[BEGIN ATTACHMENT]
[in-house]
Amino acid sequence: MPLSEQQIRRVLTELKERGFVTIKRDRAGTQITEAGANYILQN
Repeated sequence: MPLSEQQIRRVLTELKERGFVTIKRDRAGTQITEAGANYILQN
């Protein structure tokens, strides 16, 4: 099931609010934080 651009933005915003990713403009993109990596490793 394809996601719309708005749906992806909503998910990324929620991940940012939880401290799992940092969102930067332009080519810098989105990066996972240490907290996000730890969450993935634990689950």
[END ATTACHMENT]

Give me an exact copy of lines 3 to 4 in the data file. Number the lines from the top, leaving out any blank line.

Repeated sequence: MPLSEQQIRRVLTELKERGFVTIKRDRAGTQITEAGANYILQN
């Protein structure tokens, strides 16, 4: 099931609010934080 651009933005915003990713403009993109990596490793 394809996601719309708005749906992806909503998910990324929620991940940012939880401290799992940092969102930067332009080519810098989105990066996972240490907290996000730890969450993935634990689950």